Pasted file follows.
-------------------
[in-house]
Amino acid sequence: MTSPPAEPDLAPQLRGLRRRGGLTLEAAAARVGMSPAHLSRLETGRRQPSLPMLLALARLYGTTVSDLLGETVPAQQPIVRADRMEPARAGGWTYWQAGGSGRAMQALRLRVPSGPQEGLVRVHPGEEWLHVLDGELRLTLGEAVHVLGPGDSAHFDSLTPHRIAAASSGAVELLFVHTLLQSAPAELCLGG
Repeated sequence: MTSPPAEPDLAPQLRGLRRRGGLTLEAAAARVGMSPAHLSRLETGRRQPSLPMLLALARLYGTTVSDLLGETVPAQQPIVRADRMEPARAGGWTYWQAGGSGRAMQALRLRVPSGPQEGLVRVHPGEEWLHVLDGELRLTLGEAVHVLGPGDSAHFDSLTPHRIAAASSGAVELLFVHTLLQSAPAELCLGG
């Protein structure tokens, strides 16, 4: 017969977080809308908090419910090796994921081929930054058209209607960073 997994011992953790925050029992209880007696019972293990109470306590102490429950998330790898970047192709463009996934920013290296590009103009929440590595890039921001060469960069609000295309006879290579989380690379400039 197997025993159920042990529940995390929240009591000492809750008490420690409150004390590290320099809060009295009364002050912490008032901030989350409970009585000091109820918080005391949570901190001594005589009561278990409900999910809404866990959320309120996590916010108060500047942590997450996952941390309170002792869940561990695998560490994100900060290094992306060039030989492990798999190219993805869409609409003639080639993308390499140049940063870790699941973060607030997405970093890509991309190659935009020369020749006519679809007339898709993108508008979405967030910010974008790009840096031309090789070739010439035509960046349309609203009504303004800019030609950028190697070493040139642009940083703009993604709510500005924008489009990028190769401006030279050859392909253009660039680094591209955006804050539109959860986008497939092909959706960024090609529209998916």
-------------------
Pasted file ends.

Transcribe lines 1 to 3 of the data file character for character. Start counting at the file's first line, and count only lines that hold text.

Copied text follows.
[in-house]
Amino acid sequence: MTSPPAEPDLAPQLRGLRRRGGLTLEAAAARVGMSPAHLSRLETGRRQPSLPMLLALARLYGTTVSDLLGETVPAQQPIVRADRMEPARAGGWTYWQAGGSGRAMQALRLRVPSGPQEGLVRVHPGEEWLHVLDGELRLTLGEAVHVLGPGDSAHFDSLTPHRIAAASSGAVELLFVHTLLQSAPAELCLGG
Repeated sequence: MTSPPAEPDLAPQLRGLRRRGGLTLEAAAARVGMSPAHLSRLETGRRQPSLPMLLALARLYGTTVSDLLGETVPAQQPIVRADRMEPARAGGWTYWQAGGSGRAMQALRLRVPSGPQEGLVRVHPGEEWLHVLDGELRLTLGEAVHVLGPGDSAHFDSLTPHRIAAASSGAVELLFVHTLLQSAPAELCLGG